TAA’s director general Julius Ndyamukama said that, given the fact that the market was too small compared to similar airports in the region, three ground handlers were likely to engage in a price war, something that may eat into TAA’s earnings.

“To shield ourselves from the impact of the possible price war, we (TAA) have now set up a fixed rate of concession fee plus a certain percentage of ground handlers’ revenue,” said Mr Ndyamukama – without quantifying on that.

Before the new system, the concession fee was being charged as a percentage of ground handlers’ earnings. This suggests that it is ground handlers who are to suffer in case of price war because regardless of their performance, they will have to pay to TAA a certain fixed rate.

Tanzania Air Operators Association executive secretary Lathifa Sykes said the market was not big enough due to the state of the tourism industry and impact of Covid-19.

“However, competition is always good so that air operators can choose ground handlers they prefer due to a good service and reasonable rates,” argued Ms Sykes.

Renowned aviation expert Juma Fimbo spoke regarding the notion that the market was “small.”

“The market is small because Tanzania is not an attractive destination in terms of operating costs – which are contributed largely by ground handlers,” said Mr Fimbo.

He said competition will lower airlines’ operational costs and thus attract more to come and invest.

“We need to allow more competition. The stronger ones will survive. For those which cannot compete, they will have to join the powerful ones,” said Mr Fimbo.

Celebi’s general manager was not in a position to comment, as he was in a meeting. However, the company’s board director, Gaudence Temu, was in 2019 quoted by The BusinessWeek as saying opportunities for growth of the ground handling business still exist, counting his hopes on JNIA’s Terminal-3.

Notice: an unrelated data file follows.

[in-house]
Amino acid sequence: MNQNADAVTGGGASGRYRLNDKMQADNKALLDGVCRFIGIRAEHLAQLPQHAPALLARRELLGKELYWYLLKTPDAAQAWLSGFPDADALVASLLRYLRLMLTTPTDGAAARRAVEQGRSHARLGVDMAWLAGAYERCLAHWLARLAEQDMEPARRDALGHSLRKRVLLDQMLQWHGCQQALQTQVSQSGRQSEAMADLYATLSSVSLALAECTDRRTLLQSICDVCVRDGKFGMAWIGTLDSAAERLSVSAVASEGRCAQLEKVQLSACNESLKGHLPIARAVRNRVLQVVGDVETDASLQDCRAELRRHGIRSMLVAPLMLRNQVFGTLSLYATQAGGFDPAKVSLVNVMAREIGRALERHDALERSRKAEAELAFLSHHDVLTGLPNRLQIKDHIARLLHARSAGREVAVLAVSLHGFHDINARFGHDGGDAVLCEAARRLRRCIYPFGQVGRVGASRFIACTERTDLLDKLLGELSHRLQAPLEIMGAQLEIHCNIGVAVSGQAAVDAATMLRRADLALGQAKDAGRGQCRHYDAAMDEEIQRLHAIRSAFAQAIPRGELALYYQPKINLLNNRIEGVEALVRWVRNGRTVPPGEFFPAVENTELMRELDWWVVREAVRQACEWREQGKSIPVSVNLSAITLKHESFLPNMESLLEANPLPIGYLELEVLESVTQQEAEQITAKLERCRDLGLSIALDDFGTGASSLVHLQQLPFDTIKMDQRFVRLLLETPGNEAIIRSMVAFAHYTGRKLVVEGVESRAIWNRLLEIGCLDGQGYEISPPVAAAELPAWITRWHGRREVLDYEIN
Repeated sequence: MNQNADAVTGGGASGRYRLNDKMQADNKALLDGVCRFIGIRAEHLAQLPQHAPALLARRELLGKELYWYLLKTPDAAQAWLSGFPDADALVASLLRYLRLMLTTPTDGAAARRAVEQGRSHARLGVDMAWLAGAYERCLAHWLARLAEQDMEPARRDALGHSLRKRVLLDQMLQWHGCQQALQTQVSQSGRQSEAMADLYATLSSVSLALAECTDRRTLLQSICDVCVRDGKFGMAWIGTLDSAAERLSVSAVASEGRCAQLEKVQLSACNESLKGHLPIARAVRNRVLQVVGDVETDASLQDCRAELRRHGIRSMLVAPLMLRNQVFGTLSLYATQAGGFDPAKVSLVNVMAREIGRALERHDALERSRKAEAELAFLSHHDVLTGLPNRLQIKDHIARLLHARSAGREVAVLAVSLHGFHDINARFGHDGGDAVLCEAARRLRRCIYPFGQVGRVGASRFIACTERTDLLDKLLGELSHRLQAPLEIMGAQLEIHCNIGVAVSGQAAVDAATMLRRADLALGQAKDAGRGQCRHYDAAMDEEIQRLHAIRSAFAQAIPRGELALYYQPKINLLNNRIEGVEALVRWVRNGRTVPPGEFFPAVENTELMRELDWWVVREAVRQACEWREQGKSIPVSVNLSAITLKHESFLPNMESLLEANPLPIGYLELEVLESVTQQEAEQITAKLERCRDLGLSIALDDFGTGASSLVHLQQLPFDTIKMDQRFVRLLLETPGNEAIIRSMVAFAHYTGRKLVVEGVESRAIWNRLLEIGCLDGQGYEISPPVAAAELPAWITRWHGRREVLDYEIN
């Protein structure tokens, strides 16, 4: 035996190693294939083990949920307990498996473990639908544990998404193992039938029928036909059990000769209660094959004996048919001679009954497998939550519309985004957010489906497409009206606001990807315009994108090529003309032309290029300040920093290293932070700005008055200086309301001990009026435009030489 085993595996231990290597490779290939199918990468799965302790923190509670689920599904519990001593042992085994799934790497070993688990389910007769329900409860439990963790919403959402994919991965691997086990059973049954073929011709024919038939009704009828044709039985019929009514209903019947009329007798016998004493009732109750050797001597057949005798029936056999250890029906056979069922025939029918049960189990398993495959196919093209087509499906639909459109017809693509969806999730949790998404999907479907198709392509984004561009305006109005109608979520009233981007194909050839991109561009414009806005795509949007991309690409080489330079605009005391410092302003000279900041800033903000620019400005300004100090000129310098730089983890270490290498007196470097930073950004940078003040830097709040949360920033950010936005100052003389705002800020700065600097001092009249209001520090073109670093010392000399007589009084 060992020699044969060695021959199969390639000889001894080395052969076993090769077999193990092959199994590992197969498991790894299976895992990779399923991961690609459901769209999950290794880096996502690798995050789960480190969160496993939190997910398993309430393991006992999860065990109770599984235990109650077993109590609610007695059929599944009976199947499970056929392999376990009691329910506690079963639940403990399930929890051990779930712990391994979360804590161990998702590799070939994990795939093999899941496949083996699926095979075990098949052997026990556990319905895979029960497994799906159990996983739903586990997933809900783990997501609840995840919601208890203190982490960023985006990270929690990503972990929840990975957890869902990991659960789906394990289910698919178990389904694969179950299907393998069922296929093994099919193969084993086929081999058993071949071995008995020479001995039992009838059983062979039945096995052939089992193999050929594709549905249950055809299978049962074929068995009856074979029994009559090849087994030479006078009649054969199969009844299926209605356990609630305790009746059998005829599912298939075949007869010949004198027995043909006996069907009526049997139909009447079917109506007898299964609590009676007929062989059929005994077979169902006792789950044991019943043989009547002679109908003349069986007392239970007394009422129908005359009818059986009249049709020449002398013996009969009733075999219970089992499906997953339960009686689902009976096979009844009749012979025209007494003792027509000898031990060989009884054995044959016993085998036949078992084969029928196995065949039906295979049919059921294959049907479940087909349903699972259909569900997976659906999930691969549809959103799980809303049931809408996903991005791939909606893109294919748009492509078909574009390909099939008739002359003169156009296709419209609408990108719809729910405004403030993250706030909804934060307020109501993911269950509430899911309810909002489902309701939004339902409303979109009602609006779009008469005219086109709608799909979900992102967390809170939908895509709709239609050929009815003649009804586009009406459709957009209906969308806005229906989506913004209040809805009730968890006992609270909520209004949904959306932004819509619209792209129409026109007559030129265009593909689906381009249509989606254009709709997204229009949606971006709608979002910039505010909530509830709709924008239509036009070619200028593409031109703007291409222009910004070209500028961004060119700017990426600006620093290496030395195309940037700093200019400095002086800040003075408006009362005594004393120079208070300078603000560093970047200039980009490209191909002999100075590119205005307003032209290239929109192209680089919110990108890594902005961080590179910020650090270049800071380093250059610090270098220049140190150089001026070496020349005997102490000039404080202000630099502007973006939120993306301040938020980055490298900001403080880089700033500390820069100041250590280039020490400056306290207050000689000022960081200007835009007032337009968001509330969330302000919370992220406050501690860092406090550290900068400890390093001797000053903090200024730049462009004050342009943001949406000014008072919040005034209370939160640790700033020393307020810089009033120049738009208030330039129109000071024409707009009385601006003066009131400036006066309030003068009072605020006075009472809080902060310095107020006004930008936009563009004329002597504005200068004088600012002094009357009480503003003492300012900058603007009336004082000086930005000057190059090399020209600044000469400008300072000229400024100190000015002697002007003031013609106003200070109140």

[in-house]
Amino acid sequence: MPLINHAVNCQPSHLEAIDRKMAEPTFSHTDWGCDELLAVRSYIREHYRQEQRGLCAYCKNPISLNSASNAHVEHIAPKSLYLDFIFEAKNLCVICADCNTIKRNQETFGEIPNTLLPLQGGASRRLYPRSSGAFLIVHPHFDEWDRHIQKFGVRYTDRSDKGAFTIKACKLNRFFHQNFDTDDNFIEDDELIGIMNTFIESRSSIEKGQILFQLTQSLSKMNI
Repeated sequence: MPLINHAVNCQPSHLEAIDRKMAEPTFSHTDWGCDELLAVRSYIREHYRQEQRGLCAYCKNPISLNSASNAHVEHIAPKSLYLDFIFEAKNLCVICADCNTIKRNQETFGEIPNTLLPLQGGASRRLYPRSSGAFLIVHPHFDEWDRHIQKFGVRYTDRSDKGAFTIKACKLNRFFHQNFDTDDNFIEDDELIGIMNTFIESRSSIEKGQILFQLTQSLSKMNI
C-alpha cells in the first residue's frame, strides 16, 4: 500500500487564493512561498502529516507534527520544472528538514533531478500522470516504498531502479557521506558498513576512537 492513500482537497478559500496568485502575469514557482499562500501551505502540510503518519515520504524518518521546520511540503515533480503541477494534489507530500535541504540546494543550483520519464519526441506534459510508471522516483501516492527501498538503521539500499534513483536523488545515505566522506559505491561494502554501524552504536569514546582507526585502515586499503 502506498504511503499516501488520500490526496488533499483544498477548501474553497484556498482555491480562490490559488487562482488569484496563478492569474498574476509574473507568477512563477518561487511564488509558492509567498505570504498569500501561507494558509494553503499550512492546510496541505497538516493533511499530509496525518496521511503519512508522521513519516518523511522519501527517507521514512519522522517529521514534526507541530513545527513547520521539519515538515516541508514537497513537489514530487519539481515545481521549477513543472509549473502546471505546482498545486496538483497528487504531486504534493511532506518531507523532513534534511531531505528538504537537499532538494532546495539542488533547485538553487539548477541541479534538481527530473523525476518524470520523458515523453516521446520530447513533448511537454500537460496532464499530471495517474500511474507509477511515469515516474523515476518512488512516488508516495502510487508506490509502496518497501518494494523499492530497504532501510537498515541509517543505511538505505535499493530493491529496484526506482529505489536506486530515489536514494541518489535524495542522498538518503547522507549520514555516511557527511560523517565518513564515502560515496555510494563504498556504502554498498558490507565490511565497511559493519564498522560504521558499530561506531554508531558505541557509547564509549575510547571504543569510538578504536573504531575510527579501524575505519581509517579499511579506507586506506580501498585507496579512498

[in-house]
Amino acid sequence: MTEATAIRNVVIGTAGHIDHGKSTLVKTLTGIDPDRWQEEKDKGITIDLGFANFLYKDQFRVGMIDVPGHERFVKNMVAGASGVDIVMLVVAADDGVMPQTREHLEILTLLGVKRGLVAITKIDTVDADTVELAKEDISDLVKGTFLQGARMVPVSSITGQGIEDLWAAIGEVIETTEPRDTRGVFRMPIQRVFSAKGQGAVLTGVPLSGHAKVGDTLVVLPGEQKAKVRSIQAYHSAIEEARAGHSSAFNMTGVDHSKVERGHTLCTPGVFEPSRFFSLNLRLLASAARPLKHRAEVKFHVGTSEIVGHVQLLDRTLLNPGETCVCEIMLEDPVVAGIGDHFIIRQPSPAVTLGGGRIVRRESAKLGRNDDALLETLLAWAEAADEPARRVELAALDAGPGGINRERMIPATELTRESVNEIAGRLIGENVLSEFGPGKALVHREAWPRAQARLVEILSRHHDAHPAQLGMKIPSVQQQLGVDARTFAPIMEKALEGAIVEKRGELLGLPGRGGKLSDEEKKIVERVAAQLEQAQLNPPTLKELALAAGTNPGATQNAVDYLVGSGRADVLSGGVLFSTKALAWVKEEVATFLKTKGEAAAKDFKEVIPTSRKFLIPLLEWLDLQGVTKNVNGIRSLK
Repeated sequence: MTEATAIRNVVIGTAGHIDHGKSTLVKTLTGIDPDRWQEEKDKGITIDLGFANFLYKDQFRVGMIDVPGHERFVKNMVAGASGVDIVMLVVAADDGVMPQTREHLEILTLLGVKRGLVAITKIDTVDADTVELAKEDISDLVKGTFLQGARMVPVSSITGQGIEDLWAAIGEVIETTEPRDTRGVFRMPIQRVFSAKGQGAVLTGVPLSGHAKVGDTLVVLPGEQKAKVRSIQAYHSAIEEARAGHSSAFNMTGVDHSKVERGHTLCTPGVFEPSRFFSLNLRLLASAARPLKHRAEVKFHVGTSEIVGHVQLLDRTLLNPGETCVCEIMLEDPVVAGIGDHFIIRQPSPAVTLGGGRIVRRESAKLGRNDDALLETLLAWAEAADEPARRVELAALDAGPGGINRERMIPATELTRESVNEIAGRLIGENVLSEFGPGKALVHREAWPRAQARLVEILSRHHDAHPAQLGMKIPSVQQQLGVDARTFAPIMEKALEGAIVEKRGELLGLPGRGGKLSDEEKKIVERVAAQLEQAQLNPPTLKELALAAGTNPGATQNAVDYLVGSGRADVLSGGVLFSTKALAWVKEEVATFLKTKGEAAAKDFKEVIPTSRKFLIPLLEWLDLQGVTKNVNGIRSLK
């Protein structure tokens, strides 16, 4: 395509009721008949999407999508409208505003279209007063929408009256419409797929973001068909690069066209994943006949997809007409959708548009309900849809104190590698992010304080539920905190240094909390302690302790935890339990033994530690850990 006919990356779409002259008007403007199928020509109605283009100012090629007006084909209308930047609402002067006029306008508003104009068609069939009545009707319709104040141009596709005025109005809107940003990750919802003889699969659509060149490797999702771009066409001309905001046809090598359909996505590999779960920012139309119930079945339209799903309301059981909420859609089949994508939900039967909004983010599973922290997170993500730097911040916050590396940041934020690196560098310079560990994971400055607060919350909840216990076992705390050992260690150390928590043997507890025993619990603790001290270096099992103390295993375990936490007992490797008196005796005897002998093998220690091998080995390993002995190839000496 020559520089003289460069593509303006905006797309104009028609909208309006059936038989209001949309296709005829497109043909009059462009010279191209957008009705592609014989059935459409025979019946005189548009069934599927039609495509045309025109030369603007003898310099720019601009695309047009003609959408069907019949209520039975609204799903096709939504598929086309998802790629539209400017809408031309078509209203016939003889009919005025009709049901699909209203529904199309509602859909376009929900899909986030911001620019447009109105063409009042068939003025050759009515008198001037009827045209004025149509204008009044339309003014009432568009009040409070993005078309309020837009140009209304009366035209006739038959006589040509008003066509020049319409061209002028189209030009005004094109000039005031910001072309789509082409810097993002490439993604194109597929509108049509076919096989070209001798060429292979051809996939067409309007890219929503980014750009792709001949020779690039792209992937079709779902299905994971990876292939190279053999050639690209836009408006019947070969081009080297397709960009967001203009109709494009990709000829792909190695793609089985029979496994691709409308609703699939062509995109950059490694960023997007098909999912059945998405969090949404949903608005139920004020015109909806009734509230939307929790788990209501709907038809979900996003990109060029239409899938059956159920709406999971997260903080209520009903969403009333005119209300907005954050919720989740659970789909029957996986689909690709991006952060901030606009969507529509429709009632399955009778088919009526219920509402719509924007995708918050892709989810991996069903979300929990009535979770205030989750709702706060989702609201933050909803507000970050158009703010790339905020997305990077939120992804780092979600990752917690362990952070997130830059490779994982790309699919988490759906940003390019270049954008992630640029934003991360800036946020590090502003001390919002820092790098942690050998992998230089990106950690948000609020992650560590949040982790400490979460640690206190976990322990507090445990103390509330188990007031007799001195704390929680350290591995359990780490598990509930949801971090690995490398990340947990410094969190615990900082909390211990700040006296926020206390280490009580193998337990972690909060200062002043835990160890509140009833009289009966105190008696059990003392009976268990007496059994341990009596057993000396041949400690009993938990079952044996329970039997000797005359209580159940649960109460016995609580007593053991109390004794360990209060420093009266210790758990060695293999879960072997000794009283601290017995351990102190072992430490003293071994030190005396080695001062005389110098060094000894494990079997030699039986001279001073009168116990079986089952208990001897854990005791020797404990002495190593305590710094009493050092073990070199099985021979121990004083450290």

The state-of-the-art airport is designed to handle six million passengers a year, bringing the total traffic flow at JNIA to eight million.

Mr Temu said they would start with the initial capital of up to $7 million (Sh16.1 billion).

The sum, he said, would be used for purchasing equipment for servicing the customers and aircraft better. Elsewhere, available data show that the Jomo Kenyatta International Airport (JKIA) in Nairobi, Kenya, has about nine ground handlers

According to the Kenya Airports Authority (KAA), monthly passengers passing through the JKIA have so far dropped to an average of 211,904 from 514,350 in the last financial year.

Cargo handled at the JKIA in the review period dropped marginally, by five percent, to record 253 million kilogrammes.

In Uganda, the Entebbe International Airport has two ground handlers. Das Handling Limited and Nas handled 58,000 tonnes in 2020, according to the Uganda Civil Aviation Authority (UCAA).

UCAA also indicated that 1.98 million passengers had transitioned through Entebbe International Airport in 2019 but the number had in 2020 dropped to 565,666.

In Rwanda: The Kigali International Airport has one ground handler. It is the main air gateway for all destinations in the country, and in addition, serves as a transit airport for Goma and Bukavu in eastern Democratic Republic of Congo.

South Africa: The Oliver R Tambo International is the busiest airport in South Africa, hosting domestic, regional and international services for over 35 airlines. About nine ground/cargo handlers are servicing OR Tambo International Airport.

Ethiopia: Bole International Airport in Addis Ababa ranks among the busiest in Africa, serving over six million passengers. It has four ground/cargo handler that serves Addis Ababa Bole International Airport. They include Hadid International Services, Ethiopian Airlines, Universal Aviation and Lufthansa cargo.